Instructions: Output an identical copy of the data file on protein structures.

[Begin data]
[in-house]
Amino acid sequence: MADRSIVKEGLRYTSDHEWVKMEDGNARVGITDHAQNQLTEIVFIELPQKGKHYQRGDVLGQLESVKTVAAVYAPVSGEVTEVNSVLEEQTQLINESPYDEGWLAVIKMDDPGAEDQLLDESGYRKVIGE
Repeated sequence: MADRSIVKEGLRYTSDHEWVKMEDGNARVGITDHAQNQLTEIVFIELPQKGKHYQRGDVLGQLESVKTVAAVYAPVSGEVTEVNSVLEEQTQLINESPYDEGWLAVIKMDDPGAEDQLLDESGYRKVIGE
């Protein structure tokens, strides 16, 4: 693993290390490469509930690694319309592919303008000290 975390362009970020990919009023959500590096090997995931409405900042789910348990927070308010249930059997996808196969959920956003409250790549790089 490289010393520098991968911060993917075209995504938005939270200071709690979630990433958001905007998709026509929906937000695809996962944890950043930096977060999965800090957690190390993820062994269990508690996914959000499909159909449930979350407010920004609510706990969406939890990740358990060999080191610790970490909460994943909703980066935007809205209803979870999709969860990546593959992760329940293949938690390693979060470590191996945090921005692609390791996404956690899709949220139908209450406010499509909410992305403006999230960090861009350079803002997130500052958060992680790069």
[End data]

[in-house]
Amino acid sequence: MADRSIVKEGLRYTSDHEWVKMEDGNARVGITDHAQNQLTEIVFIELPQKGKHYQRGDVLGQLESVKTVAAVYAPVSGEVTEVNSVLEEQTQLINESPYDEGWLAVIKMDDPGAEDQLLDESGYRKVIGE
Repeated sequence: MADRSIVKEGLRYTSDHEWVKMEDGNARVGITDHAQNQLTEIVFIELPQKGKHYQRGDVLGQLESVKTVAAVYAPVSGEVTEVNSVLEEQTQLINESPYDEGWLAVIKMDDPGAEDQLLDESGYRKVIGE
């Protein structure tokens, strides 16, 4: 693993290390490469509930690694319309592919303008000290 975390362009970020990919009023959500590096090997995931409405900042789910348990927070308010249930059997996808196969959920956003409250790549790089 490289010393520098991968911060993917075209995504938005939270200071709690979630990433958001905007998709026509929906937000695809996962944890950043930096977060999965800090957690190390993820062994269990508690996914959000499909159909449930979350407010920004609510706990969406939890990740358990060999080191610790970490909460994943909703980066935007809205209803979870999709969860990546593959992760329940293949938690390693979060470590191996945090921005692609390791996404956690899709949220139908209450406010499509909410992305403006999230960090861009350079803002997130500052958060992680790069």